We had some tussles with Barnsley GS and Normanton GS, Wakefield. Heath, Crossley & Porters, both Halifax. Silcoates, Wakefield. QEGS wouldn't play us.

We still meet every 2 years. Clic on link.

5 or so played rugby league on Saturday afternoons. Dalton St Pauls was a Methodist youth club run by Martin who was keen on league. The club folded and we moved across to Deighton. I didn't play every week because dad said not to. 

Huddersfield RUFC 1966-68

Short period with Huddersfield. I remember travelling to Birmingham and Sheffield at home. Halifax night game in the cup. I played for the first XV whilst in the sixth form and during holidays for the first year away at university. We had a decent team, county players. Three medical students - the other two from QEGS, Wakefield.
I also trained with the YMCA at Laund Hill, Salendine Nook but never played for them.
Huddersfield RUFC schools/colts 1965 approx
Holme Valley, New College, Greg's/All Saints, ?other

This colts team was a one-off, but it did get a life soon, the forerunner of a great junior section. 

Waterloo RUFC 1968-72

Between 1968/9 and 1972, various teams - started in colts. These pics represent a low point. We played Dublin Wanderers at Lansdowne Rd and St Mary's the following day. In between three of us were the guests of the Irish Government. Shown are the bridewell and the flag we tried to pinch on a large high street apartment store - Switzer's on Grafton St. Not sure whether it's still there.

Cannot avoid mentioning the medical school team in Liverpool - the reason we played for Waterloo rather than the university team. We played Wednesday afternoons against other med schools and local colleges. Had the almighty bar room brawl at Birmingham University when Andy Thompson chucked a full pint over his shoulder.

Llandaff 1972-78

A super second tier team, cup winners and league champions or runners-up in the Glamorgan section. The centenary fixture list includes a number of first tier teams. Pontypool front row etc. Match under lights 'down the Arms' - the pic shows me falling over. Nearly beat Ebbw Vale in the cup. There were no easy games. Travelling up the valleys was a prelude to a battle - Talywain the most bloodthirsty. Blaenavon a small ex-mining village with two teams. Meeting up with a few of the guys who took part in my survey of families with Huntington's Disease. Our closest rival, draw in the league and a loss in the championship final, Abercynon.

The top pic is 'down the Arms' before a cup final. We had a local gp who kicked them to death, whoever they were. Bottom pic outside the clubhouse before an evening match. Great location next to Llandaff cathedral. We were all Brains' dark men. Steward had to get bottles of the stuff in as well as his usual.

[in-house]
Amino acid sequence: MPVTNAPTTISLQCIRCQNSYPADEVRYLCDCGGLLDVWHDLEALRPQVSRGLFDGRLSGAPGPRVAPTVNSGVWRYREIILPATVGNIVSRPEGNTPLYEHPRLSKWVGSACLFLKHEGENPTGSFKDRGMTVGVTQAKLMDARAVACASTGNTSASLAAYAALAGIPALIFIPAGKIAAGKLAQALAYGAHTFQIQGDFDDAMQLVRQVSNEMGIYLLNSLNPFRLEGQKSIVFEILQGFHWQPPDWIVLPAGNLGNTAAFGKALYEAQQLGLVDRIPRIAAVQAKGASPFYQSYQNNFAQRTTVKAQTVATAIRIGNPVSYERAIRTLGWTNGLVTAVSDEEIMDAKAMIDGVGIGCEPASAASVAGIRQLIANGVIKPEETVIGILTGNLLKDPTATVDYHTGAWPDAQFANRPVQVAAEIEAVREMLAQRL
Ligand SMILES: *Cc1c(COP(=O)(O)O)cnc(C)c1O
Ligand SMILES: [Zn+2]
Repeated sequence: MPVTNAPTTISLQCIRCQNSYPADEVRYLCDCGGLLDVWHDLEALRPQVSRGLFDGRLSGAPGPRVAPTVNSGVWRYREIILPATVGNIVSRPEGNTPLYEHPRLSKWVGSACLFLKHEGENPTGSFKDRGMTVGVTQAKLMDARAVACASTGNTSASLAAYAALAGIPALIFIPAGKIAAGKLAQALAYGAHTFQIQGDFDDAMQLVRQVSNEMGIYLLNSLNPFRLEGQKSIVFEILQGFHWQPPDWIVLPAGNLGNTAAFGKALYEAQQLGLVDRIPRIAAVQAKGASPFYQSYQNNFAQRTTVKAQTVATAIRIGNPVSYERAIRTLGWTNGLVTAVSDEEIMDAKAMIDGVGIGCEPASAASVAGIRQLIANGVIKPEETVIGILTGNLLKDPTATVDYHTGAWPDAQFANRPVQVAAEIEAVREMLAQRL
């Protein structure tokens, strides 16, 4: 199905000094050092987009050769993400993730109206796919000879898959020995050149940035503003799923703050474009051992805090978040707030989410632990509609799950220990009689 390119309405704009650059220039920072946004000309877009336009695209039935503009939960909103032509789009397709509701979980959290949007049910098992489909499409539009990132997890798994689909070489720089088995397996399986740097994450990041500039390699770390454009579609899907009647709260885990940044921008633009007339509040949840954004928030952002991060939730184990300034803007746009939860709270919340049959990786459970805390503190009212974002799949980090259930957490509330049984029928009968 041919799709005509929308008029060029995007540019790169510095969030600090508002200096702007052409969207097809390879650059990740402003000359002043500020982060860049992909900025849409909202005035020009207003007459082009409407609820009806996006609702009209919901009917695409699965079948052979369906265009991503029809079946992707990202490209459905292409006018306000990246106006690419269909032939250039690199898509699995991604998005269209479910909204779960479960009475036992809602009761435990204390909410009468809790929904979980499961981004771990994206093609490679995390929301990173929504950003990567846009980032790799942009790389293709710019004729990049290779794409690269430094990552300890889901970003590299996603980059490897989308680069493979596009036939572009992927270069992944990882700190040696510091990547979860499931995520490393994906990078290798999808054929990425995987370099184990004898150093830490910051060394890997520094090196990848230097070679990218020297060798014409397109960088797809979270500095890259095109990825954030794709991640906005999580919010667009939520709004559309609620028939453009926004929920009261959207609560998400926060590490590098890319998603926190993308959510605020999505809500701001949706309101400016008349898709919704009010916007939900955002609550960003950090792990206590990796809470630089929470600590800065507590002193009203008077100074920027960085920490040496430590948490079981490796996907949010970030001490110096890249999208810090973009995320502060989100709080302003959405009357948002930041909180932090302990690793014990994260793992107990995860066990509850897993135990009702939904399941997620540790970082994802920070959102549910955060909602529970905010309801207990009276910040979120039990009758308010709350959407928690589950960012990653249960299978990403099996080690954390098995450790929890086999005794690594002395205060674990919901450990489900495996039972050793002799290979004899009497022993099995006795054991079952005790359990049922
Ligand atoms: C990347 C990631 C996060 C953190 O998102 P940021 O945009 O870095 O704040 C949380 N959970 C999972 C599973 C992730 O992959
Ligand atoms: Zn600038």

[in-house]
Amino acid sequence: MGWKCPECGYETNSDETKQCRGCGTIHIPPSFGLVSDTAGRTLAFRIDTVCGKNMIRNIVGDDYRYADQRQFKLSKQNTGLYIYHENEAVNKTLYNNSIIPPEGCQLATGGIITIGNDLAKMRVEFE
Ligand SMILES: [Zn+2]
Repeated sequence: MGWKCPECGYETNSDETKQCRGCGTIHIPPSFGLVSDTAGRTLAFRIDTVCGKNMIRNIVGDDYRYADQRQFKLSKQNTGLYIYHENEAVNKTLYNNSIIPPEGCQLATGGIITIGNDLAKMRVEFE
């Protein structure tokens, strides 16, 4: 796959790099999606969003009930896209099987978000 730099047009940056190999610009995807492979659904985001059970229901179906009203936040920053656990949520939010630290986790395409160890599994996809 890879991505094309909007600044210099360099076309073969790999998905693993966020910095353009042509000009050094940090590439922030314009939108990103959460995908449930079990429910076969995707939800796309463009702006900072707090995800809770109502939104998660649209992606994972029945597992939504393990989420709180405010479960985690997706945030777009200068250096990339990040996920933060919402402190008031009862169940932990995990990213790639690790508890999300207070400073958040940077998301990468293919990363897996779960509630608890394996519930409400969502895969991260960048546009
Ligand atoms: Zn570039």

The Heath Hospital team, played in the Wednesday afternoon university league
before repairing to the med school bar

Saddleworth Rangers RLFC 1978-82

We pitched up to live in Delph. Shared a boundary with a policeman, Brian, who bred King Charles spaniels and raced greyhounds. He introduced me to Rangers who played in Uppermill. The coach was an ex-pro. His first question was "What do we do when someone stops breathing?" My reply "How often does that happen?"
The top pic is Leeds Road playing fields against my old club Deighton. Middle is somewhere on a ploughed meadow in Bradford. Then the second team at Leeds Rd - three pros included. Bottom - the reporter was on the Manchester Evening News and Brian caught his interest - my grandad being a pal of Douglas Clarke. We went over to this bloke's local. Closing time and he ordered four pints. "Oh thanks" I said. They were all for him. Met him again at The Farrers Arms in Uppermill. His wife sat in the car the whole interview.

Northallerton (Fettlers) 1982-85

The bottom team - a refuge for old slow cowards and blind youth. Often short; travelled to The Stray at Harrogate once. We borrowed a spectator who was a soldier visiting his girlfriend - someone must have had a bottomless kitbag. 13 a side and we won. They were miffed, our soldier scored the winning try.

Old Brodleians (Vets) 1986-1991

I'm not sure I played the whole five years - it's just I've always said I retired aged 44. Highlight was a Benelux tour. I'm still looking for the pics.

Week51 - sporting memories (2)

Sheila's birthday. The furry foreground things make more comfortable private sitting arrangements.

Now for the second instalment of my sporting moments.

Botham's Ashes: England vs Australia (1981)

No need to spend time on the cricket - legendary doesn't cut it. Stratospheric possibly.

But I hardly saw any of it. I was working at Manchester RI, researching down in South Manchester at the David Lewis epilepsy unit. Did anti-convulsant therapy really produce bone problems or was it all due to the residents staying indoors? So we'd to go every day to supervise the wearing of sun badges that measured how much time a resident spent out of doors. And blood letting. Two of us - Peter Carr as well. The unit had an old imposing headquarters building complete with approach via a cricket pitch. Out-of-use staff facility. Another era.

This is the MRI medical unit team. We played in the university evening league. Here we are in a Sunday afternoon challenge match against a Delph and Dobcross select. A beautiful ground up in the hills. We won with the help of two local ringers and their best bat out to an early caught behind.